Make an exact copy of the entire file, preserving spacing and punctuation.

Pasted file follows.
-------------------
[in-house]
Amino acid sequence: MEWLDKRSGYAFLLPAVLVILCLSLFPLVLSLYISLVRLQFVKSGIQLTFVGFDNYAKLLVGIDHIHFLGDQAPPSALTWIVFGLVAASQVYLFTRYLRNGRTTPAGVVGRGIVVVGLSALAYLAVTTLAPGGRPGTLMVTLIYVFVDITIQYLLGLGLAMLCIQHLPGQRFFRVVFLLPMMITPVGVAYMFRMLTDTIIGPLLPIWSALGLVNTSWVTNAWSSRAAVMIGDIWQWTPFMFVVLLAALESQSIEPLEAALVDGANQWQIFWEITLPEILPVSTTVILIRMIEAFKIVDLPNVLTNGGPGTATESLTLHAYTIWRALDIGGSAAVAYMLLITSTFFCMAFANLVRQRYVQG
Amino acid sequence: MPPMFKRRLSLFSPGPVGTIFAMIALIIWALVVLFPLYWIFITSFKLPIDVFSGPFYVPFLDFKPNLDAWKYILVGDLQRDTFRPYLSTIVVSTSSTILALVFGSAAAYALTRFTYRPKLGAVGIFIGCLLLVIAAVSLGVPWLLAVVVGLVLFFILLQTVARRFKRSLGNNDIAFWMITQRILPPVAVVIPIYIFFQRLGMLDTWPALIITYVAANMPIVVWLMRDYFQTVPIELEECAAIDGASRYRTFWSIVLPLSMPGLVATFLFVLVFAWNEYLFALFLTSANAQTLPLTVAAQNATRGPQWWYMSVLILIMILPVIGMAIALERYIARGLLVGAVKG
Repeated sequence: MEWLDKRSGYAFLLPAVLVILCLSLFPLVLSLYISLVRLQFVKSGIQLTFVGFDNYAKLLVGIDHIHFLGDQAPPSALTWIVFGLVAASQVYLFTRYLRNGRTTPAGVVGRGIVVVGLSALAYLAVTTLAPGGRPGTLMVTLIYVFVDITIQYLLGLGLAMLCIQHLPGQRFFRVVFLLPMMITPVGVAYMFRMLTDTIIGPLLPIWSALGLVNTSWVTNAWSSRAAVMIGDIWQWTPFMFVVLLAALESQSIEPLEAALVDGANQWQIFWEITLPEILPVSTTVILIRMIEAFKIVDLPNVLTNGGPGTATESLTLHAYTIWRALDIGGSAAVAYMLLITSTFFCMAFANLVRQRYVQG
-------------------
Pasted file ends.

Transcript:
[in-house]
Amino acid sequence: MEWLDKRSGYAFLLPAVLVILCLSLFPLVLSLYISLVRLQFVKSGIQLTFVGFDNYAKLLVGIDHIHFLGDQAPPSALTWIVFGLVAASQVYLFTRYLRNGRTTPAGVVGRGIVVVGLSALAYLAVTTLAPGGRPGTLMVTLIYVFVDITIQYLLGLGLAMLCIQHLPGQRFFRVVFLLPMMITPVGVAYMFRMLTDTIIGPLLPIWSALGLVNTSWVTNAWSSRAAVMIGDIWQWTPFMFVVLLAALESQSIEPLEAALVDGANQWQIFWEITLPEILPVSTTVILIRMIEAFKIVDLPNVLTNGGPGTATESLTLHAYTIWRALDIGGSAAVAYMLLITSTFFCMAFANLVRQRYVQG
Amino acid sequence: MPPMFKRRLSLFSPGPVGTIFAMIALIIWALVVLFPLYWIFITSFKLPIDVFSGPFYVPFLDFKPNLDAWKYILVGDLQRDTFRPYLSTIVVSTSSTILALVFGSAAAYALTRFTYRPKLGAVGIFIGCLLLVIAAVSLGVPWLLAVVVGLVLFFILLQTVARRFKRSLGNNDIAFWMITQRILPPVAVVIPIYIFFQRLGMLDTWPALIITYVAANMPIVVWLMRDYFQTVPIELEECAAIDGASRYRTFWSIVLPLSMPGLVATFLFVLVFAWNEYLFALFLTSANAQTLPLTVAAQNATRGPQWWYMSVLILIMILPVIGMAIALERYIARGLLVGAVKG
Repeated sequence: MEWLDKRSGYAFLLPAVLVILCLSLFPLVLSLYISLVRLQFVKSGIQLTFVGFDNYAKLLVGIDHIHFLGDQAPPSALTWIVFGLVAASQVYLFTRYLRNGRTTPAGVVGRGIVVVGLSALAYLAVTTLAPGGRPGTLMVTLIYVFVDITIQYLLGLGLAMLCIQHLPGQRFFRVVFLLPMMITPVGVAYMFRMLTDTIIGPLLPIWSALGLVNTSWVTNAWSSRAAVMIGDIWQWTPFMFVVLLAALESQSIEPLEAALVDGANQWQIFWEITLPEILPVSTTVILIRMIEAFKIVDLPNVLTNGGPGTATESLTLHAYTIWRALDIGGSAAVAYMLLITSTFFCMAFANLVRQRYVQG